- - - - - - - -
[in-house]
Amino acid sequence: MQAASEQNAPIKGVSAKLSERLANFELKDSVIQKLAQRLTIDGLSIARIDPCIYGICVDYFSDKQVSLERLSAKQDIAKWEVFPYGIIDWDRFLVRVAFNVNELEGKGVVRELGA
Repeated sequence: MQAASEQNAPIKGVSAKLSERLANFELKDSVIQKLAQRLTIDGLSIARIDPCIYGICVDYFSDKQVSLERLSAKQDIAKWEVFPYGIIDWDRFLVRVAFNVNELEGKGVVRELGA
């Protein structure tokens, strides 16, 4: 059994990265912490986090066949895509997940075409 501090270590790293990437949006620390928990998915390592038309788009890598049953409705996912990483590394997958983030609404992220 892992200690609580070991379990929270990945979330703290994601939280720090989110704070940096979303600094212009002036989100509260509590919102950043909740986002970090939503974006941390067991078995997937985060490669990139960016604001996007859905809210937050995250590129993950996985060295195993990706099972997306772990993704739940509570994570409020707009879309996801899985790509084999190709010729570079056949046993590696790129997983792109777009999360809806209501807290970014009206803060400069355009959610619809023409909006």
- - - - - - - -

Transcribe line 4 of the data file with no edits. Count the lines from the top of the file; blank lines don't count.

């Protein structure tokens, strides 16, 4: 059994990265912490986090066949895509997940075409 501090270590790293990437949006620390928990998915390592038309788009890598049953409705996912990483590394997958983030609404992220 892992200690609580070991379990929270990945979330703290994601939280720090989110704070940096979303600094212009002036989100509260509590919102950043909740986002970090939503974006941390067991078995997937985060490669990139960016604001996007859905809210937050995250590129993950996985060295195993990706099972997306772990993704739940509570994570409020707009879309996801899985790509084999190709010729570079056949046993590696790129997983792109777009999360809806209501807290970014009206803060400069355009959610619809023409909006």